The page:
On a positive note, I don't feel like I'm missing out. I'm not into disposable electronics or giving people presents that were half off but that they don't really like. And I don't have to.

I'll be shopping locally, at places like AK Starfish Co. and 2 Friends gallery.

I'll be shopping online at some of the most addictive sites ever to grace the face of the earth at sites like Cemetery Cat Designs (love Psynde's Raven necklace - Poe goes with everything) and Strangeling.

For everybody that I can't take care of at places like that, it'll be books and cupcake-of-the-month clubs.

This Friday I hope to wake late, drink coffee and eat leftover Raspberry Trifle (recipe compliments of the wonderful @caitpeterson), read, play with my son, eat, and probably nap.

What are your favorite places to shop where you don't actually have to worry about being trampled?

Tuesday, November 15, 2011


A month ago, the weather was unseasonably warm - 40s Fahrenheit - and we still had green grass. We wondered if we would have snow on the ground for Halloween, as we usually do. It didn't look likely.

Tonight I went out to watch the phenomenally multi-talented Andrew Bird (the recordings do not do him or his abilities justice - I suggest you seek him out live). It was zero degrees, but the wind chill dragged the "feel" of the air down to -22. An angry -22 at that, with claws and teeth and possibly rabies. The roads are paved in ice and the snow is several feet deep along the roads and over the lawn. The grass may still be green underneath, stunned but not yet killed by the quick descent of winter.

We had snow on Halloween, by the way.

The sun rises just after nine, but doesn't break clear of the mountains until about nine-thirty. It sets before four-thirty in the afternoon. When the clouds allow it at all. I go to work in the dark. I come home in the dark.

These conditions are perfect for mental hibernation.

Instead I find myself strangely energetic. I laid down ten thousand words on a new story last week, and am on pace for roughly the same this week. It will be slightly slower going as I have to wreck a car today or tomorrow, and I tend to write high-velocity scenes quite slowly. I think what I'm experiencing is  an absolute need to protect myself from these harsh conditions by escaping somewhere warmer, brighter, faster and more explosive. I used to achieve this by reading, curling up for hours or days with book after book. Now, while my to-be-read pile slash list is large and attractive, I can find the same refuge in my own work. And I have the added advantage of getting to exercise my brain.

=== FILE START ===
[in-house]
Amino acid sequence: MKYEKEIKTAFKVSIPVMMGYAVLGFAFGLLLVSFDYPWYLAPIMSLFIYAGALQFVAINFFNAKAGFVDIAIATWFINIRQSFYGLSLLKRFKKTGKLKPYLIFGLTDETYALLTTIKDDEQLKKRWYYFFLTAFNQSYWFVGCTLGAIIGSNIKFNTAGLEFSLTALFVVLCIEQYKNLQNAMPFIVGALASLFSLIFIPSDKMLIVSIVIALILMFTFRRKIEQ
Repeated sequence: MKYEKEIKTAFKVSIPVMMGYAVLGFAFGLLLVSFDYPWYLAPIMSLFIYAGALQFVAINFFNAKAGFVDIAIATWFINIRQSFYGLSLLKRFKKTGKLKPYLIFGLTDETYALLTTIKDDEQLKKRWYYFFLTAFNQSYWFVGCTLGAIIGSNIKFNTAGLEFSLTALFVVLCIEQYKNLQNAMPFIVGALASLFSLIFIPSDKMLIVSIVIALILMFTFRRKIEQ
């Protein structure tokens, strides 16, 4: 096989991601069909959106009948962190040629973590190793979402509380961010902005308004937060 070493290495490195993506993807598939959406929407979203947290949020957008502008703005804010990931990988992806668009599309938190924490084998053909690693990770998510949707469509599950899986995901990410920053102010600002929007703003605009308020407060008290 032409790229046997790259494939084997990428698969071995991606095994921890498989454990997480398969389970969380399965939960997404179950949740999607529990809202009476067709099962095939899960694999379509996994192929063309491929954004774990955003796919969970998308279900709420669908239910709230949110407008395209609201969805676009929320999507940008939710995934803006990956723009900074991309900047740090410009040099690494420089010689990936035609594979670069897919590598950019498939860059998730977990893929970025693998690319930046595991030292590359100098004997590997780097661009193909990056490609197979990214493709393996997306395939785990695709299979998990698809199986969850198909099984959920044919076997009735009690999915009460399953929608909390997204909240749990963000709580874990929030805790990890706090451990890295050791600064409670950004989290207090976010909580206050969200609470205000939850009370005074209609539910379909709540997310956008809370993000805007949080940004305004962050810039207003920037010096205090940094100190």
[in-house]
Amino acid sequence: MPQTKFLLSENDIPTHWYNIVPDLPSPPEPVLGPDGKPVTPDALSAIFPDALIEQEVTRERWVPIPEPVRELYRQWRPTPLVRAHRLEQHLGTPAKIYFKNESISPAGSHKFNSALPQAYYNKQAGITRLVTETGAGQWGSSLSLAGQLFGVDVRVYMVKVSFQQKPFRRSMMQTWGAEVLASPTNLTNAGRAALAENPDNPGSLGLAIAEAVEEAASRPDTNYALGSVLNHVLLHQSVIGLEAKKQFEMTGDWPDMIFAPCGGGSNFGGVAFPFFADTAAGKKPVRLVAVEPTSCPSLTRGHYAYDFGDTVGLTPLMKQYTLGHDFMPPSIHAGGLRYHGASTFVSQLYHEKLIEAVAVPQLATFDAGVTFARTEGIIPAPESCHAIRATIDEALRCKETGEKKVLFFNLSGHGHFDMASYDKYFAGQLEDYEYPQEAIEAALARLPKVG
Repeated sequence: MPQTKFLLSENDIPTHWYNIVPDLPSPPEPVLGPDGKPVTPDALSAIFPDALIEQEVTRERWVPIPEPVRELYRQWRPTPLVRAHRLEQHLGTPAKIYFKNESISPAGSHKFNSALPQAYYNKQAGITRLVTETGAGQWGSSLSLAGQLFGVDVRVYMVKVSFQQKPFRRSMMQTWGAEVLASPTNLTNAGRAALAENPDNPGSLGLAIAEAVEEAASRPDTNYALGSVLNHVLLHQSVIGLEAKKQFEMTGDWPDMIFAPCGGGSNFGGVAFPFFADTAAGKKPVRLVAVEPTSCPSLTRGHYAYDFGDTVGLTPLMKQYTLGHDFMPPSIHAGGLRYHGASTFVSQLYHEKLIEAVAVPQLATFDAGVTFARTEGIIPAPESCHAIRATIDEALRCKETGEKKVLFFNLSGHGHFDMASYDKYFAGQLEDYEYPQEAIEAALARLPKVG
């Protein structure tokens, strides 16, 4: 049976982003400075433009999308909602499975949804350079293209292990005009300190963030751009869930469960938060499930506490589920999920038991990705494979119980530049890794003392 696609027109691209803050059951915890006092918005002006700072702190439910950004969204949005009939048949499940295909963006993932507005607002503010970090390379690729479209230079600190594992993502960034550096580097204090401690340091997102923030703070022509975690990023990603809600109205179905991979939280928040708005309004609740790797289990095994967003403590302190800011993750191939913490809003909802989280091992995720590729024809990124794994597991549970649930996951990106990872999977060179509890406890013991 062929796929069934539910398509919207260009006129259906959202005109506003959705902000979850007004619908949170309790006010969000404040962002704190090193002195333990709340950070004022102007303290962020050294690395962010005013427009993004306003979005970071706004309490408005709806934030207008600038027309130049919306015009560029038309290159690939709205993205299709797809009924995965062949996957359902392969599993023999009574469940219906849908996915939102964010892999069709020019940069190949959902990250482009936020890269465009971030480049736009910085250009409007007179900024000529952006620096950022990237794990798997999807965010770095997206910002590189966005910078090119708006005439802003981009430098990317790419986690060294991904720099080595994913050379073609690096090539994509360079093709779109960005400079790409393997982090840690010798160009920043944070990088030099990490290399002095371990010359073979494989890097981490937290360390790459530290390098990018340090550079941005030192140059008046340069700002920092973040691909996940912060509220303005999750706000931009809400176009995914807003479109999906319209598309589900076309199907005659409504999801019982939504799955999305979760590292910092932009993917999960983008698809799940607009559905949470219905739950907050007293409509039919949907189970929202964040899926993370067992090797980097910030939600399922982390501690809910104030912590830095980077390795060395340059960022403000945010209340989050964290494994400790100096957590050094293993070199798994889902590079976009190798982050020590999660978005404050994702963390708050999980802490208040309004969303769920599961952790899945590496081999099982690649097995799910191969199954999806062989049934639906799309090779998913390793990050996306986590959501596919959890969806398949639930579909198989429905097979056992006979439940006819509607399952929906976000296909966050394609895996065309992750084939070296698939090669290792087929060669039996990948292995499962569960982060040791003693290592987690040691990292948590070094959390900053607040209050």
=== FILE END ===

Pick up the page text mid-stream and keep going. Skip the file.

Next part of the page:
This is not to say that I'm not dreaming of beaches and staring longingly at the grayscape world, pining for spring.

What is your winter like? Is it a season or a feeling? How do you escape?

Tuesday, November 8, 2011


Hello. My name is Hillary, and I'm a social media addict.

*crowd murmurs without looking up from iPhones*

This blog, my twitter accounts (yes, two of them), my facebook (dusty, neglected thing that it is), my lists, forum memberships, subscriptions and emails...all of these were supposed to help me become a smarter and better writer.

Instead, like brightly-lit vampires, they have sucked my time away. As well as disrupting my-SQUIRREL!

Where was I? As well as reducing my attention span.

I'm working on a sequel to Don't Bite the Messenger (coming 1.16.12 - yay), and have four outlines that I'm actively fleshing out - may the best one win. And I found that I couldn't write for more than five lines or minutes at a time without needing to check on this thread or jump into that conversation. And when I say "need", I'm talking about a very serious, nearly physical craving. There are just so many interesting people, so much news, and so many good stories out there.

Too much, it turns out. I'm not doing NaNoWriMo because I don't have time. At least, that's the excuse I made. However, I don't have time because I'm unfocused and unproductive. So when the NaNoWriMo words counts started popping up, and I realized that people were writing in a day what I was struggling to produce in a week, I stepped back. I examined my situation, the habits I'd formed, the excuses I was making. I looked at what I was able to write daily a year ago, two years ago. Granted, I write better when I write more slowly, but that wasn't my problem.

I was wasting time.

Luckily, there's an app for that. I downloaded a free trial of Freedom and took it for a test drive. And my word count climbed. And my draft was cleaner than the one before. And I can concentrate for longer periods of time.

So. I hope to see you all out there, though slightly less. And I'll actually probably be blogging more as I swing back toward productivity. So feel free to drop by. When I haven't isolated myself in a dark room with no access to them thar interwebs, I'll be happy to see you.